- Superman #166 (January 1964) - The Fantastic Story of Superman's Sons
- Superman #167 (February 1964) - The Team of Luthor and Brainiac
- Superman #168 (April 1964) - Luthor - Super Hero and Lex Luthor, Daily Planet Editor
- Superman #169 (May 1964) - The Man Who Stole Superman's Secret Life
- Action Comics #314 (July 1964) - The Day Superman Became The Flash
- Justice League of America #29 & #30 (August/September 1964) - Crisis on Earth-Three! and The Most Dangerous Earth of All!
- Superman #173 (November 1964) - The Triumph of Luthor and Brainiac
- Action Comics #318 (November 1964) - The Death of Luthor
- Action Comics #319 (December 1964) - The Condemned Superman
- Superman #175 (February 1965) - Clark Kent's Brother
- Superman #181 (November 1965) - The Superman of 2965
- The Legion of Super-Heroes - Archives Volume 4 (1965)
- Superman #184 (February 1966) - The Demon Under the Red Sun
- Action Comics #338 (June 1966) - Muto - Monarch of Menace
- Action Comics #339 (July 1966) - Muto versus The Man of Tomorrow
- Superman #189 (August 1966) - Krypton Lives Again
- Action Comics #346 (February 1967) - The Man Who Sold Insurance to Superman and The Case of the Superman Imposter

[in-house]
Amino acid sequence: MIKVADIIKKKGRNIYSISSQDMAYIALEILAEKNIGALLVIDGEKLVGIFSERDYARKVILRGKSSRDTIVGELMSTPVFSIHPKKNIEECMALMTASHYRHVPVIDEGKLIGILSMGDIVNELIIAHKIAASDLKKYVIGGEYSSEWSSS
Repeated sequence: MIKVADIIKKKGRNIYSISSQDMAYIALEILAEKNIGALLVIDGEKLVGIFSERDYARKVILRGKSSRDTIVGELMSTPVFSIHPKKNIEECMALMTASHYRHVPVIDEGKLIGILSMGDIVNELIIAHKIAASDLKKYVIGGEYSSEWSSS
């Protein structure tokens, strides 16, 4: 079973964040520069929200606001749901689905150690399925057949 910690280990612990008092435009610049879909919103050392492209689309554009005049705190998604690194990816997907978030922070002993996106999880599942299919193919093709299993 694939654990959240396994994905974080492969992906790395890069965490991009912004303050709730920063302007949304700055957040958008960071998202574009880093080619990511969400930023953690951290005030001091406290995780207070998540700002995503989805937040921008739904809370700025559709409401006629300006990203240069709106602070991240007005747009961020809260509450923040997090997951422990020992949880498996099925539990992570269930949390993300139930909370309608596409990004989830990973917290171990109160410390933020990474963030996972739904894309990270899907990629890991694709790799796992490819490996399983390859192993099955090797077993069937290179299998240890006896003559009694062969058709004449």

- Superman #194 (February 1967) - The Death of Lois Lane
- Superman #196 (May 1967) - The Star of Steel
- Superman #199 (January 1967) - Superman's Race With The Flash
- Superman #200 (October 1967) - Super-Brother Against Super-Brother
- The Flash #175 (December 1967) - Race to the End of the Universe
- Justice League of America #63 (June 1968) - Time Signs a Death Warrant for the Justice League
- Superman #211 (November 1968) - The Name of the Game is Superman!
- Superman #215 (April 1969) - Lois LaneŠ DeadŠ Yet Alive
- Superman #224 (February 1970) - Beware the Super-Genius Baby
- Action Comics #393 (October 1970) - Superman Meets Super-Houdini! and The Day Superboy Became Superman!
- Jimmy Olsen #133 (October 1970) - The Newsboy Legion